Pilgrimpace's Blog


lenten journey 14

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I’ve worked too many days off recently so took a couple of days off to continue my pilgrimage along the Two Saints Way with Mark.  We met in Stafford and spent Thursday walking to Trentham.  This was good winter walking.  We saw the sun occasionally.  We spent time in prayerful silence and time talking and reflecting.  We had a lunchtime warm in a pub in Stone.  We saw plenty of rooks, half a dozen fallow deer skipping through a forest, although a high metal fence kept us separated from the Trentham monkeys.  We reached our warm room before dark.

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It snowed overnight (it is still snowing now).  We were lucky.  We weren’t walking across the Alps with Nicholas Crane:

In the opening of day, without the threat of impending darkness, the forest along the cliffs took on the aspect of a winter garden.  The constant snowfall of the previous days had replaced the atto-detail of earth with a glaring uniformity.  Even the trees looked unreal, white now and shadowed by their own limbs.  Under the snow-cover I couldn’t tell where paths might lie; the painted waymarks I’d often relied upon would be buried also.  More than ever, I’d be relying upon the compass.  The edge of the snowdrifts along the cliff merged seamlessly with cloud.

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In fact we were very lucky.  It was an adventure.  Snow was drifting on the Staffordshire Hills but our route for the day was mainly urban.  We made our way to the Trent and Mersey Canal and followed it through the Potteries.  This walk through a post-industrial landscape gave plenty to ponder as we prepare for the Pilgrimage of Holy Week. The suffering of the earth and the suffering of people; the hard plod through freezing snow; the joy of warm hospitality from low paid workers; finding and following the Way; will it be always Winter and never Easter?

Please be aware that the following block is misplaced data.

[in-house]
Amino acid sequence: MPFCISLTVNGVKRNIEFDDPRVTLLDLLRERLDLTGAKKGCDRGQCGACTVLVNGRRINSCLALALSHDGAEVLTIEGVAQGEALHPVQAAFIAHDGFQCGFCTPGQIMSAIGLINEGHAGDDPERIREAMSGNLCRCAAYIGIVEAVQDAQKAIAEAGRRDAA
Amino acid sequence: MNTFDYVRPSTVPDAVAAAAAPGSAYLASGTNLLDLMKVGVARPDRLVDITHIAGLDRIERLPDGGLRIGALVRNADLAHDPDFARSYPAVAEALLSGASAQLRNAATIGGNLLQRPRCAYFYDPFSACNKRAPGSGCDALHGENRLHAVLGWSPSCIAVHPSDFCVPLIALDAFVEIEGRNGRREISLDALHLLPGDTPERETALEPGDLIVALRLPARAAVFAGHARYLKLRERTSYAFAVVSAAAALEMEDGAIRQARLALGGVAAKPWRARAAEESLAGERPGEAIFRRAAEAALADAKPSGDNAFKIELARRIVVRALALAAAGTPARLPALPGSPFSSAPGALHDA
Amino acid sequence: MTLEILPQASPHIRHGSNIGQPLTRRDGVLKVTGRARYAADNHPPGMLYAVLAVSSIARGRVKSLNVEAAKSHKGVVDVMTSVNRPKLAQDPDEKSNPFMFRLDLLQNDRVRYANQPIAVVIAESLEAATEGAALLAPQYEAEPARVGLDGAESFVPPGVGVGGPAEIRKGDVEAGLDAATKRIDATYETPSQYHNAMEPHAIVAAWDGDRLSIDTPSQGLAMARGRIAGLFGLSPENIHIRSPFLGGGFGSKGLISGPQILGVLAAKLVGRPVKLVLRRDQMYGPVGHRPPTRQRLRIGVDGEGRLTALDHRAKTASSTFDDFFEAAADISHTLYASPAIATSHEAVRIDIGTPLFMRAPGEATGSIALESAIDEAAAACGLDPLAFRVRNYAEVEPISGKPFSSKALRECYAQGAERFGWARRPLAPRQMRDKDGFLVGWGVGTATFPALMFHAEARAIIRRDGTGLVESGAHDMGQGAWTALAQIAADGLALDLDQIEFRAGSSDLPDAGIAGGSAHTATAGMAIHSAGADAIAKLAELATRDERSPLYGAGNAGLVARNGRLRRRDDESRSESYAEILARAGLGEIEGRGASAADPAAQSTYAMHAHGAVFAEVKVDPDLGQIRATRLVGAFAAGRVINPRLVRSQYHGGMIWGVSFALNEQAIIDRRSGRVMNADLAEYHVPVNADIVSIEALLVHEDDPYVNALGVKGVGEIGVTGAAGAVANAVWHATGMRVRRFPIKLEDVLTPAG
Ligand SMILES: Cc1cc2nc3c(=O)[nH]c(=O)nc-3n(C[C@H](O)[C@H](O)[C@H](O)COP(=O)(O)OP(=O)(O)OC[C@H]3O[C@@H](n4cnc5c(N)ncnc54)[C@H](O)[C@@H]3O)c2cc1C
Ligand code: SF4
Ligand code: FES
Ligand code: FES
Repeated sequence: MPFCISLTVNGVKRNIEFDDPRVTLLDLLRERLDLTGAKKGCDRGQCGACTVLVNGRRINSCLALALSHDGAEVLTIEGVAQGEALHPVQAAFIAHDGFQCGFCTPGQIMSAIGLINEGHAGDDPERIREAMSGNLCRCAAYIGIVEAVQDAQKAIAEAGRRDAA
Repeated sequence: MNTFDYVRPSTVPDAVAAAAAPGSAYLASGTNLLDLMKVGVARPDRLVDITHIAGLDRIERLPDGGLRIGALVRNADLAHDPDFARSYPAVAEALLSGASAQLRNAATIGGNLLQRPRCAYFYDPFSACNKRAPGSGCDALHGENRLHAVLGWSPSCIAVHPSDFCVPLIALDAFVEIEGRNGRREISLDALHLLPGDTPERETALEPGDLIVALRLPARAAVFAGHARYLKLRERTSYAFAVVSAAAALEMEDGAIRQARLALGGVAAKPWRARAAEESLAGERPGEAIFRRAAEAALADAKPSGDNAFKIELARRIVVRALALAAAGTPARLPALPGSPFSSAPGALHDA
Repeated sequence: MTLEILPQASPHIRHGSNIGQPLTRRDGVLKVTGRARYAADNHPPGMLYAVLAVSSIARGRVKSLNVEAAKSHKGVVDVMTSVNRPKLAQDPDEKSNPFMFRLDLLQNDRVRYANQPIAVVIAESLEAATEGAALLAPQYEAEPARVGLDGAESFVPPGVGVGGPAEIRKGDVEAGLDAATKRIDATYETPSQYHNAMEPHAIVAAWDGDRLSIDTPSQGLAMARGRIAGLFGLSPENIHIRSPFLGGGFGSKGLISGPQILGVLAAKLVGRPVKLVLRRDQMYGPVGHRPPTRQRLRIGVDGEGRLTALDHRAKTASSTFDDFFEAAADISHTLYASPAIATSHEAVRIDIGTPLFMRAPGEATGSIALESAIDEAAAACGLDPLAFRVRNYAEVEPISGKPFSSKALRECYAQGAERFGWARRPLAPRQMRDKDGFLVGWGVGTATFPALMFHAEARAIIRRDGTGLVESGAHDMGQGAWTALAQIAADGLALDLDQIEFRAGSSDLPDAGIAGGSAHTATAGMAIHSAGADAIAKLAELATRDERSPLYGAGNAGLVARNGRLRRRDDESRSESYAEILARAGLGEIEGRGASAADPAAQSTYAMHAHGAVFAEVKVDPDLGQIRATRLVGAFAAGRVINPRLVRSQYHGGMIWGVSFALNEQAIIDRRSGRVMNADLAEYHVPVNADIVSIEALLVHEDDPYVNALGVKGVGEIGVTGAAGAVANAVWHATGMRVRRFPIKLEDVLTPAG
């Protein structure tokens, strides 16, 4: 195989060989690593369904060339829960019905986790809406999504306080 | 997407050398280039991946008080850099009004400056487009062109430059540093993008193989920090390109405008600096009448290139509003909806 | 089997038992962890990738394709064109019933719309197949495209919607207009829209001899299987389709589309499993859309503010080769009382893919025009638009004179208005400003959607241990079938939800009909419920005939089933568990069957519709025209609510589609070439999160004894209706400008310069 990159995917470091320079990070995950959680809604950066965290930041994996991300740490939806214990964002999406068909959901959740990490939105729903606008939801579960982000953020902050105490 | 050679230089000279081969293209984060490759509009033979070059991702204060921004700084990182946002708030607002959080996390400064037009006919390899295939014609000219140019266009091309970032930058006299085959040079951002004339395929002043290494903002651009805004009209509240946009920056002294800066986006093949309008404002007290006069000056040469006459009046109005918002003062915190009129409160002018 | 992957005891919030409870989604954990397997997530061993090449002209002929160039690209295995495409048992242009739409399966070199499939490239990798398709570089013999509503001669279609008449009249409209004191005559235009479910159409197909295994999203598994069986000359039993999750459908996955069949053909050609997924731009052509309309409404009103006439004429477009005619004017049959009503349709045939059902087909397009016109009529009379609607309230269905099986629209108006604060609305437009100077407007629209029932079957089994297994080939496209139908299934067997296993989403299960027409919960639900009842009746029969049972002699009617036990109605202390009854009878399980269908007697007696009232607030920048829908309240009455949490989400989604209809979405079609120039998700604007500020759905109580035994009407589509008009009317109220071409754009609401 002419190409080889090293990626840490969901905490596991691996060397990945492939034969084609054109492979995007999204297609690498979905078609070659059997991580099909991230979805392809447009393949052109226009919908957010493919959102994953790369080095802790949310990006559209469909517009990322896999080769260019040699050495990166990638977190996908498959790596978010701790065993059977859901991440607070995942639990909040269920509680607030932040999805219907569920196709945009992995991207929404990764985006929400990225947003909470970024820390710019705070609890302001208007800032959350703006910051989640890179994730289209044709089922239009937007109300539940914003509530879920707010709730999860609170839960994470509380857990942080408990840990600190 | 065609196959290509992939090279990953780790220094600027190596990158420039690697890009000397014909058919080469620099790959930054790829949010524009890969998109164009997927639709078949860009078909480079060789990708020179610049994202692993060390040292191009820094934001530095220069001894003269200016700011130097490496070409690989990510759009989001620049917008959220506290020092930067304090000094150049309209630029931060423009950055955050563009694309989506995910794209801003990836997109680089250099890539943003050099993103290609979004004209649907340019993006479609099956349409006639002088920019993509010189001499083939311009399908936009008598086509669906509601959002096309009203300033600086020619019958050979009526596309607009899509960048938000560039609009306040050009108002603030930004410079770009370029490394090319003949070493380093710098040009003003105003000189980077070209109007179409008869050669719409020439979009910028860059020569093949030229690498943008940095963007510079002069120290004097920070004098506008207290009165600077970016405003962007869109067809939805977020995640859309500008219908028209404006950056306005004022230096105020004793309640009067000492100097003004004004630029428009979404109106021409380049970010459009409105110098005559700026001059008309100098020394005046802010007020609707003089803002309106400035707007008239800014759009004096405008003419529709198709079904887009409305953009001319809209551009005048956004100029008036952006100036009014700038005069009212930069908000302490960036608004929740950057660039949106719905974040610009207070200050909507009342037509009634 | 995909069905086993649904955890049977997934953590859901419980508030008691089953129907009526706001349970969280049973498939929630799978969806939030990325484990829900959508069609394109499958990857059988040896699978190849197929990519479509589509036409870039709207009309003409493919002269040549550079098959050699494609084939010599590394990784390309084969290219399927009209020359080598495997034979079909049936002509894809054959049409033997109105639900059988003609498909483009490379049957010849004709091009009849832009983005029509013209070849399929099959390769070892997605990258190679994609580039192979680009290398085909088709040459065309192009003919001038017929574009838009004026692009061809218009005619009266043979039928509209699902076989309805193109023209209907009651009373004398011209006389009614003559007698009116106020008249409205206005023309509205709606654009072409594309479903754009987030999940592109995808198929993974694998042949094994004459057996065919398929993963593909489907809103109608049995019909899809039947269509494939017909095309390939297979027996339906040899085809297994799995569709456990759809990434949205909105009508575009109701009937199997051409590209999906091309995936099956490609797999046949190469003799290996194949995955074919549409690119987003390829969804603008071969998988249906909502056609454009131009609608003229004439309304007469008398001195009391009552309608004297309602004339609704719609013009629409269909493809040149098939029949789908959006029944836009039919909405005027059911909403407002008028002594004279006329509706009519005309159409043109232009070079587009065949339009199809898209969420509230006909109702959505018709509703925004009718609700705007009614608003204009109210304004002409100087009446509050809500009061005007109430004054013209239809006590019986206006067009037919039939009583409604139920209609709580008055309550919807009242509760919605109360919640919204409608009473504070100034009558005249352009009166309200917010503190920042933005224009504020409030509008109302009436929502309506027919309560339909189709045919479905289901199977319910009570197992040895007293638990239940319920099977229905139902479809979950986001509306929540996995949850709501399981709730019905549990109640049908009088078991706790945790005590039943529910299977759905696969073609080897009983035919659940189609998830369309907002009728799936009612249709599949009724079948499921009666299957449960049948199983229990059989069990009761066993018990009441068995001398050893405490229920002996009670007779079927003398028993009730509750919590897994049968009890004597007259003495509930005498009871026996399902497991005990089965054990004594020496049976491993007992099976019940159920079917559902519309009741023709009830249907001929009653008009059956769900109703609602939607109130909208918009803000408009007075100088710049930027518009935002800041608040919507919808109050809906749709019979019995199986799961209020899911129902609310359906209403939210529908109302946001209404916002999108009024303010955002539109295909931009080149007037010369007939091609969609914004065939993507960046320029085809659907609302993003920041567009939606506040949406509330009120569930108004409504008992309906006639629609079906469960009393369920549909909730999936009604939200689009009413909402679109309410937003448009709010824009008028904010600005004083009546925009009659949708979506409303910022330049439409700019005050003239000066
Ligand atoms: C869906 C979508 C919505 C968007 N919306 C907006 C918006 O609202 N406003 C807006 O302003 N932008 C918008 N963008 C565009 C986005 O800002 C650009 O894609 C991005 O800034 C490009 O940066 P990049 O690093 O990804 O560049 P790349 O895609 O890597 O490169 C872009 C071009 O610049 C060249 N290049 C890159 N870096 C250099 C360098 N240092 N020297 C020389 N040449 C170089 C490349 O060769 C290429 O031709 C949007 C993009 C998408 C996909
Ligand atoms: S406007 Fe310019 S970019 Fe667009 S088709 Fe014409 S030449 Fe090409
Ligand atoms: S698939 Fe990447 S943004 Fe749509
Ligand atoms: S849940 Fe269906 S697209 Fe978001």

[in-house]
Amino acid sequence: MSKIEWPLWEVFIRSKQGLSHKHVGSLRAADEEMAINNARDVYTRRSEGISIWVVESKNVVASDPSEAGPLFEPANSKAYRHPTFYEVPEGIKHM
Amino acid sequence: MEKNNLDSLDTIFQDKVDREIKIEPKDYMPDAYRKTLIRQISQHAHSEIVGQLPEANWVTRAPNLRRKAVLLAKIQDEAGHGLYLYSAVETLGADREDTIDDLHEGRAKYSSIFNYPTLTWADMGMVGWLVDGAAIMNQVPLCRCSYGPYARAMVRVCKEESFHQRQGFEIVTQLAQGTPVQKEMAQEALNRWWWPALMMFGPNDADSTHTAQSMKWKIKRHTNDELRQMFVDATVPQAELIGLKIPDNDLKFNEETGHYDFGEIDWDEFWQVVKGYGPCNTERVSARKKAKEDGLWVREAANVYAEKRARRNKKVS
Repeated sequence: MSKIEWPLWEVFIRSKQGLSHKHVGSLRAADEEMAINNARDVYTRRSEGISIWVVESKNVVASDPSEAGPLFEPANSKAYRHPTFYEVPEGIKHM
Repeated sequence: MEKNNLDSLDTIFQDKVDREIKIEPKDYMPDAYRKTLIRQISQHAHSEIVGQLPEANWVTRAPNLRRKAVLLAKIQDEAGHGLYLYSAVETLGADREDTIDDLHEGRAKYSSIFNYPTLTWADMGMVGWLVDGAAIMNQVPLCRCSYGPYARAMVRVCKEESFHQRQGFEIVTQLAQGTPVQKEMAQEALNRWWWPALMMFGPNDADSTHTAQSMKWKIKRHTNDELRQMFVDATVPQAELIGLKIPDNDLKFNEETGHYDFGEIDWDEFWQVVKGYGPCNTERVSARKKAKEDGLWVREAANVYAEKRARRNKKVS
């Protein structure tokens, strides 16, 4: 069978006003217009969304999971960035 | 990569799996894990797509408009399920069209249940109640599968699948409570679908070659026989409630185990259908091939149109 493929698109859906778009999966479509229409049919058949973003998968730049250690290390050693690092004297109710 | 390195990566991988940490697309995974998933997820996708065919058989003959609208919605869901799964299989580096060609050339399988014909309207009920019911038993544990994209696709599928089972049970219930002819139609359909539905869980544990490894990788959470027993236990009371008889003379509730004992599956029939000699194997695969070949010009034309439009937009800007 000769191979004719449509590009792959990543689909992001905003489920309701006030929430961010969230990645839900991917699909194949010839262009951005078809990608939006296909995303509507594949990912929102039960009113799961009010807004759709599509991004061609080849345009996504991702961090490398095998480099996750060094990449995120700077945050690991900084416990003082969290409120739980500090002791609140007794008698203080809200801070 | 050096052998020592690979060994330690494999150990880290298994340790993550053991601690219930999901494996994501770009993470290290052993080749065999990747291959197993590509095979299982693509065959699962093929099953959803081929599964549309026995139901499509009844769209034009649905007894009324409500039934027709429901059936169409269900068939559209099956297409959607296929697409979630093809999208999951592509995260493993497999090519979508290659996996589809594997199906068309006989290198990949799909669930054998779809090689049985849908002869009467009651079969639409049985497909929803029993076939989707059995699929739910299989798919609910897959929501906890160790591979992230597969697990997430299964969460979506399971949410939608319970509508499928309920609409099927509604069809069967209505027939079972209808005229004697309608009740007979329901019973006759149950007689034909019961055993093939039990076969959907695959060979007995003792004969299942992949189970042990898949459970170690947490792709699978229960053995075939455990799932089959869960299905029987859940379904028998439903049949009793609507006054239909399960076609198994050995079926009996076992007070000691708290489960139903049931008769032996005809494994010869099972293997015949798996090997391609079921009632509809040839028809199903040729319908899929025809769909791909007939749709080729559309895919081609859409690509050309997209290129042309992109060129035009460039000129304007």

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4 Comments so far
Leave a comment

Nice! But I’m intrigued by the Trentham monkeys.

Comment by The Solitary Walker

The Trentham Monkeys! Are they like the Giant Surrey Beaver I have encountered traces of on previous walks (and which I think has now migrated to Worcestershire)? Are they hippogriffs or cockatrices? Are they macaques living in the Monkey Forest?

Well, that fence was spooky, but they were either sleeping in the trees or letting us past …

Comment by pilgrimpace

All I can say is that I am glad I am not arriving in Europe soon this year- but when spring arrives I hope it will have plenty of glory to gladden your hearts.

Comment by Margaret

thanks Margaret!

Comment by pilgrimpace




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